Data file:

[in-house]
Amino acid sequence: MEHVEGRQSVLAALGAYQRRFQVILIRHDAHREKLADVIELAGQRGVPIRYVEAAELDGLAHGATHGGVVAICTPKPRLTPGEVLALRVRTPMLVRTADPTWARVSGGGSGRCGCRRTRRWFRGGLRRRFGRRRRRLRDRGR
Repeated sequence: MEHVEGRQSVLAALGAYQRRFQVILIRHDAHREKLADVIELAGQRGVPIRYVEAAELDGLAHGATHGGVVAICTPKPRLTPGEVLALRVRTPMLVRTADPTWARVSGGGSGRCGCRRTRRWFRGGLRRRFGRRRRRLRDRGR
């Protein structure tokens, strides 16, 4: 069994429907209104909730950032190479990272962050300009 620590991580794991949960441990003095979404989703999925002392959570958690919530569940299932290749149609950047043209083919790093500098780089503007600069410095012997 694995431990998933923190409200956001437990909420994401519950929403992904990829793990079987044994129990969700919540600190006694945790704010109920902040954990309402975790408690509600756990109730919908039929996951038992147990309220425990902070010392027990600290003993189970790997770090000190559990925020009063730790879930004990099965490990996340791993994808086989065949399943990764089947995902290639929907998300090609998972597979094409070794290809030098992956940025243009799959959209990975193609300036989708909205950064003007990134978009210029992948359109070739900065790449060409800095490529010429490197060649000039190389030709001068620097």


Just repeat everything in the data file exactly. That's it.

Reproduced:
[in-house]
Amino acid sequence: MEHVEGRQSVLAALGAYQRRFQVILIRHDAHREKLADVIELAGQRGVPIRYVEAAELDGLAHGATHGGVVAICTPKPRLTPGEVLALRVRTPMLVRTADPTWARVSGGGSGRCGCRRTRRWFRGGLRRRFGRRRRRLRDRGR
Repeated sequence: MEHVEGRQSVLAALGAYQRRFQVILIRHDAHREKLADVIELAGQRGVPIRYVEAAELDGLAHGATHGGVVAICTPKPRLTPGEVLALRVRTPMLVRTADPTWARVSGGGSGRCGCRRTRRWFRGGLRRRFGRRRRRLRDRGR
């Protein structure tokens, strides 16, 4: 069994429907209104909730950032190479990272962050300009 620590991580794991949960441990003095979404989703999925002392959570958690919530569940299932290749149609950047043209083919790093500098780089503007600069410095012997 694995431990998933923190409200956001437990909420994401519950929403992904990829793990079987044994129990969700919540600190006694945790704010109920902040954990309402975790408690509600756990109730919908039929996951038992147990309220425990902070010392027990600290003993189970790997770090000190559990925020009063730790879930004990099965490990996340791993994808086989065949399943990764089947995902290639929907998300090609998972597979094409070794290809030098992956940025243009799959959209990975193609300036989708909205950064003007990134978009210029992948359109070739900065790449060409800095490529010429490197060649000039190389030709001068620097």